Studies of ligand-receptor binding and the development of receptor antagonists would benefit greatly from imaging techniques that translate directly from cell-based assays to living animals. We used Gaussia luciferase protein fragment complementation to quantify the binding of chemokine (C-X-C motif) ligand 12 (CXCL12) to chemokine (C-X-C motif) receptor 4 (CXCR4) and CXCR7. Studies established that small-molecule inhibitors of CXCR4 or CXCR7 specifically blocked CXCL12 binding in cell-based assays and revealed differences in kinetics of inhibiting chemokine binding to each receptor. Bioluminescence imaging showed CXCL12-CXCR7 binding in primary and metastatic tumors in a mouse model of breast cancer. We used this imaging technique to quantify drug-mediated inhibition of CXCL12-CXCR4 binding in living mice. We expect this imaging technology to advance research in areas such as ligand-receptor interactions and the development of new therapeutic agents in cell-based assays and small animals. © 2012 Nature America, Inc. All rights reserved.
Prakhov N.D.,Nizhny Novgorod State Medical Academy |
Chernorudskiy A.L.,Nizhny Novgorod State Medical Academy |
Gainullin M.R.,Nizhny Novgorod State Medical Academy
Bioinformatics | Year: 2010
Summary: VSDocker is an original program that allows using AutoDock4 for optimized virtual ligand screening on computer clusters or multiprocessor workstations. This tool is the first implementation of parallel high-performance virtual screening of ligands for MS Windows-based computer systems. Availability: VSDocker 2.0 is freely available for non-commercial use at http://www.bio.nnov.ru/projects/vsdocker2/. Contact: firstname.lastname@example.org. Supplementary information: Supplementary data are available at Bioinformatics online. © The Author 2010. Published by Oxford University Press. All rights reserved. For Permissions, please email: email@example.com.
Gordetsov A.S.,Nizhny Novgorod State Medical Academy
Sovremennye Tehnologii v Medicine | Year: 2010
Now there is a great interest in experimental and clinical medicine to the new methods of diagnosis, treatment and prophylaxis of different diseases. It is particularly stipulated by appearance of multiple electronic devices, permitting to investigate the qualitative and quantitative characteristics of biological fluids and tissues at the nanotechnology level, making possible a revealing of the molecular transformation mechanisms, causing the pathologic changes in the human organism. The scientific works of the Nizhny Novgorod state medical academy collaborators and other scientists on investigation of the disease diagnosis new methods (including oncologic ones) on a basis of the biological material study by a method of infrared spectroscopy are analyzed. The question history is regarded. The methods of the biological fluid and tissue treatment and the IR-spectrum receipt are described; the examples of the IR-spectrum characteristic mathematical analysis are presented. A conclusion is made of the different disease treatment quality diagnosis and control new IR-spectroscopic method reliability.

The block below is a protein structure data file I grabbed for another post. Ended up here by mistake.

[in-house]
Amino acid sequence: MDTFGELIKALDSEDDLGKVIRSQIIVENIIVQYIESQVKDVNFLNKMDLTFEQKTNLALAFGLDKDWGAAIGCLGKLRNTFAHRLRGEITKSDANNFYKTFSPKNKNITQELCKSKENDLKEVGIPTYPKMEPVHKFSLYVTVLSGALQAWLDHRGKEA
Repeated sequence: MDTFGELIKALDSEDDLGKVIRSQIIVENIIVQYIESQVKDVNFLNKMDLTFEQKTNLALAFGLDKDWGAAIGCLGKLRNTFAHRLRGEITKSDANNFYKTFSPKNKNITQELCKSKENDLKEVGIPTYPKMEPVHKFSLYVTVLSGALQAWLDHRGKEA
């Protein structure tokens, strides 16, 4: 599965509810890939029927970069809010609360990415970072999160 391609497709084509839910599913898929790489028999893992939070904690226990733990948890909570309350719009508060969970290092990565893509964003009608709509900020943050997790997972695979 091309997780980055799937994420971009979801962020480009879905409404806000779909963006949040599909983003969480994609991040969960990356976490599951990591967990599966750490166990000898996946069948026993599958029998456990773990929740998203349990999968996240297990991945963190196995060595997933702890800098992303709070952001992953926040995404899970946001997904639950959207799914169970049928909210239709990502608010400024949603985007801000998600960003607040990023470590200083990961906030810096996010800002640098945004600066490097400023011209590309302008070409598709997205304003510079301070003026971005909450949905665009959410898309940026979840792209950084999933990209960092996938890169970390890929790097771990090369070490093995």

Ivanov E.G.,Nizhny Novgorod State Medical Academy
Engineering for Rural Development | Year: 2016
Acoustic-cavitation effect on soaked seeds is created by generating sound waves of certain intensity in water. Passing the vacuum phase of the wave, water is torn forming cavities. Passing the manometric phase of the wave, these cavities collapse with a total speed of the counter walls of 3000 m·s-1. At the point of collapse high energy density is created. This increases the temperature of the treated water, shock waves are created, their interference occurs, and so on. As a result, this causes deformation and mixing of water, as well as changing its properties. When low-quality seeds are soaked in this water their germination increases (up to 90 %), the germination time decreases (in 3 times) compared with the control germination. Seed processing in the passive zone of the cavitator and then their soaking in treated water increases germination up to 97 %, or reduces germination time from 3 days to 6 hours compared to the original (control) process. A series of devices for various methods of cavitator seed treatment are created, both for crop growing and for preparation of highly enriched feed in animal husbandry: liquid whistle of vortex type (vortex cavitator), liquid whistle of vortex type with the resonator placed in an external holder, liquid whistle of vortex type with the rotating resonator, liquid whistle of vortex type with the correcting device and several resonators, liquid whistle of multiple-jet type, the liquid siren combined with the network pump.
Chernorudskiy A.L.,Nizhny Novgorod State Medical Academy |
Gainullin M.R.,Nizhny Novgorod State Medical Academy
Science Signaling | Year: 2013
Ubiquitylation, a widespread and important posttranslational modifi cation of eukaryotic proteins, regulates a multitude of critical cellular processes, both in normal and pathological conditions. A classical view of how ubiquitylation regulates protein function involves recognition of ubiquitin-encoded signals by specifi c ubiquitin-binding domains. However, evidence suggests the existence of direct effects of ubiquitylation, which occur through its impact on protein-protein interactions that do not involve specifi c ubiquitin receptors. Ubiquitin attachment may cause steric limitations that infl uence interaction of the modifi ed protein with other proteins. Here, we present examples of this direct effect of ubiquitylation and propose how a two-level ubiquitin-mediated regulatory mechanism may provide fl exibility.